Review: Byron and the Beauty by Muharem Bazdulj

I received an advanced review copy of this title from the publisher, Istros Books.  This English version has been translated by John K. Cox.

My Review:
byron-and-the-beauty_55f97422708f7_250x800rThis latest release from Istros Books is a fictional account of Lord Byron’s tour around parts of the Ottoman Empire in 1809 during which trip he is the guest of a local Albanian ruler, Ali Pasha.  The story takes place during a period of two weeks on his travels when Byron is accompanied by a retinue of English servants as well as his good friend John Hobhouse.  As they reach the city of Ali Pasha, they are greeted by a severed arm that is hanging from a tree and being slowly eaten by birds of prey.  There is an undercurrent of uneasiness throughout their stay in Yannina as they immediately understand that the political and social landscape of The Ottoman Empire is very different from England.

When Byron and his retinue arrive in Yannina, Ali Pasha is not at his palace because he is off in the north fending off one of his enemies.  So Byron is entertained and shown around the town by a man named Isak, who is a personal doctor of this local despot.  Isak has lived all over Europe and his English is quite good so he serves as Byron’s interpreter.  He also tells Byron many stories about the Balkans and also educates him about Eastern European customs.  The most important lesson Isak teaches Byron is about the Balkan words Dert and Sevdah, which mean a yearning and a craving desire, love and passion.  In the Balkans there is a woman born once every three hundred years, Isak tells him,  who are known for their beauty throughout the Empire.  Men feel Dert and Sevdah if they are lucky enough to set their eyes on one these beauties who are usually hidden by their families until they are given away to a Prince for marriage.

One such woman, whose name is Zuleiha, is rumored to be in the vicinity of Yannina.  Isak starts acting very strangely when he hears this rumor and he disappears for long periods of time in an attempt to get information on her whereabouts.  Byron listens to Isak’s story about this beautiful woman, but to him it is just a story, just a myth, until Byron sets eyes on Zuleiha himself.

It is apparent that Ali Pasha will not make it home in time to greet his British guest, so he invites them to his palace in the north.  Byron and his fellow travelers are accompanied by Isak on a long, arduous journey during the rainy season through the Balkans.  The rain is so intense at one point that they have to take shelter in a cave and then in a han, which is the Balkan word for hotel.  It is at this han that Byron gets a glimpse at the rare beauty of Zuleiha.  Byron is instantly smitten with her and at the sight of this woman he fully comprehends the meanings of Dert and Sevdah.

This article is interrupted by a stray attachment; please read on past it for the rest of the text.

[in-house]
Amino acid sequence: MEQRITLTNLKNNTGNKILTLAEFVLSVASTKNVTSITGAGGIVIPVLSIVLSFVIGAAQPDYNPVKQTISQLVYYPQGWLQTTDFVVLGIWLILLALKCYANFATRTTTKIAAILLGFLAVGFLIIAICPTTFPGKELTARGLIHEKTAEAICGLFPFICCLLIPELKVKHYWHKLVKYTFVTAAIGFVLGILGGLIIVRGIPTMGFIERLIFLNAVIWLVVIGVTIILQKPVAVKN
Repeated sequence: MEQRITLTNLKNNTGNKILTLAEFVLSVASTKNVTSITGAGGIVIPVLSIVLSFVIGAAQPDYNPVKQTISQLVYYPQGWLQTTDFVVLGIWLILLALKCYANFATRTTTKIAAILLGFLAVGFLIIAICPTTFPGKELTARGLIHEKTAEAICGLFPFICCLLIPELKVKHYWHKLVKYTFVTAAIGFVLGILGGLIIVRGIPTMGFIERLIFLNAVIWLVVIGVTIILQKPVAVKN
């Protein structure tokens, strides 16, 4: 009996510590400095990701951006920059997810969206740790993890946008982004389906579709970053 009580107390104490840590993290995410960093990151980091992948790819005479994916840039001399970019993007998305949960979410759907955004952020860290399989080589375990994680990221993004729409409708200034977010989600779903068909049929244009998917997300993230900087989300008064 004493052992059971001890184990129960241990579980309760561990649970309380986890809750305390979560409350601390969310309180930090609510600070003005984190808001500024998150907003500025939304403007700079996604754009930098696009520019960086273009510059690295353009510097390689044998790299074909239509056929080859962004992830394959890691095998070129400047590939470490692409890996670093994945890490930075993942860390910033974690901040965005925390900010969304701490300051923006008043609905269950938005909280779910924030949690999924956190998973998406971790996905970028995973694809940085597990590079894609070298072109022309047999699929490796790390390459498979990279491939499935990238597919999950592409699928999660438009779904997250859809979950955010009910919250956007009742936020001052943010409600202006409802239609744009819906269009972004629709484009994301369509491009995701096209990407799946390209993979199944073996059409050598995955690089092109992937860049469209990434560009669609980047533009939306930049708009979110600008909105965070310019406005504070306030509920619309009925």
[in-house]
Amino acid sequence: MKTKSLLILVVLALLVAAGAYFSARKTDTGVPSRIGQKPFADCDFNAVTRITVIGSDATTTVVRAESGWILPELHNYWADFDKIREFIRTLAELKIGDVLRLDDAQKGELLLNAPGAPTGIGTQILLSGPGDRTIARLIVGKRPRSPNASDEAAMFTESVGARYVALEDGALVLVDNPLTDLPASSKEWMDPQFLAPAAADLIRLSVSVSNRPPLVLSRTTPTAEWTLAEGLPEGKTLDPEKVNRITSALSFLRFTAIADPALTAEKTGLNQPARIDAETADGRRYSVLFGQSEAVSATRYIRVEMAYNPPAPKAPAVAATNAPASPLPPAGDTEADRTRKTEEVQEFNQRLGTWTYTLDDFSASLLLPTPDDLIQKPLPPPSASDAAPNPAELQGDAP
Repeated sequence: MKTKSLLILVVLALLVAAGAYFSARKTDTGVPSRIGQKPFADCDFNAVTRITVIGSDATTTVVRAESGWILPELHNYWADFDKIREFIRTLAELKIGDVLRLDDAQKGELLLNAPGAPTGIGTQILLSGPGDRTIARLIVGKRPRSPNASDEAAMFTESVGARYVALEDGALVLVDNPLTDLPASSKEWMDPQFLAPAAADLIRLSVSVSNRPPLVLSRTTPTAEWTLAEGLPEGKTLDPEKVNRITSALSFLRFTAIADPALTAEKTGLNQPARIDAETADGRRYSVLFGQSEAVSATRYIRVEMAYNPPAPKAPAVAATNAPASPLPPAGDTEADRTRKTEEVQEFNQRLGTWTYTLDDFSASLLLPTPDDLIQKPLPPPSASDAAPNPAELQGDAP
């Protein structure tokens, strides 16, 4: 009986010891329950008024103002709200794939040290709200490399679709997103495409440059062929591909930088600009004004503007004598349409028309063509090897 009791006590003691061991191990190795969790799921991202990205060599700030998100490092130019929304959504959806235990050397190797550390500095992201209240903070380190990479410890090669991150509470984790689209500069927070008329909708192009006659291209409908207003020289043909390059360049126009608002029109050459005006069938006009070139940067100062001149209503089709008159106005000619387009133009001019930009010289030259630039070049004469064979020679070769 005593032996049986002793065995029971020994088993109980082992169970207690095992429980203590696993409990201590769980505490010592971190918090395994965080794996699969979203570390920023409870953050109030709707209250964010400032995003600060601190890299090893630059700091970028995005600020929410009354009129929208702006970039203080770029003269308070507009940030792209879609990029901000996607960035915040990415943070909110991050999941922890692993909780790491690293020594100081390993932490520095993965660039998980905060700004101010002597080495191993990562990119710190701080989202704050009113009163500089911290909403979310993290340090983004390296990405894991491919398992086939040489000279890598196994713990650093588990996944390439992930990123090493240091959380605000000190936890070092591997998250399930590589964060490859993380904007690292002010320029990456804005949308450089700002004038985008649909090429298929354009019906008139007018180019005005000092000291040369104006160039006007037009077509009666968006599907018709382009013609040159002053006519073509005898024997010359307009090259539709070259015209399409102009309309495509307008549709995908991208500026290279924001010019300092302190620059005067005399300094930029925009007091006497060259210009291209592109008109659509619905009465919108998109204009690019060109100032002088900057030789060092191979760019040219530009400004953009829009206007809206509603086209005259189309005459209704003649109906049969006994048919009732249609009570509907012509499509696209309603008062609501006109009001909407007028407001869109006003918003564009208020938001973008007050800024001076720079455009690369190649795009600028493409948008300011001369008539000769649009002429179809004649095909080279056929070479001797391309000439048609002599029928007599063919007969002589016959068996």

The exciting culmination of the book deals with Byron’s crazy plan to win Zuleiha as his wife.  I thoroughly enjoyed the entire story which, although brief, brought to life the personal details about this famous English poet.  We experience the fascinating mythology, cultural and landscape of the Balkans through Byron’s point-of-view and we better understand its influence on Byron’s writings.  When I was reading this book the image of Byron in his elaborate Albanian costume, which in the book is given to him as a gift, kept coming to mind.

About the Author:
m bazduljMuharem Bazdulj, born in 1977, is one of the leading writers of the younger generation to appear in the countries of the former Yugoslavia. He writes in a wide variety of genres, including novels, short stories, poetry, and essays; he is also active as a journalist and a translator. Bazdulj’s work has been published `Best European Fiction 2012´ (Ed. Aleksandar Hemon, Dalkey Archive Press) alongside Milan Kundera, Ryszard Kapuscinski, Vladimir Sorokin, Victor Pelevin, Péter Esterházy and Andrzej Stasiuk. Short stories and essays in `World Literature Today´, `Creative Nonfiction´, `Habitus´, `Absinthe´ etc.Translations:One of his short story collections has appeared in English (The Second Book, Northwestern University Press, 2005). Bazdulj is the author of nine books in all, including his most recent set of stories, Magic. He currently lives in Travnik and Sarajevo. – See more at:


Filed under Istros Books, Literature in Translation

6 responses to “Review: Byron and the Beauty by Muharem Bazdulj

  1. kaggsysbookishramblings

    Sounds fascinating Melissa – do you know if it’s based in fact?

    Liked by 1 person

  2. That sounds extremely interesting, Melissa. (You won’t believe it, but by chance I am sitting right now in a coffee shop in Prishtina with a bottle of water from Tepelena in front of me, Ali Pasha’s hometown – and there is indeed a small portrait of him on the bottle.) The visit of Byron at Ali Pasha’s court and the other details you mention are historically verified; thanks for your interest in Balkan literature!

    Liked by 1 person

  3. I know some people avoid them, but I quite like fiction featuring real life writers, though that may be partly because I’m too lazy to read biographies! This sounds fascinating.

    Liked by 1 person

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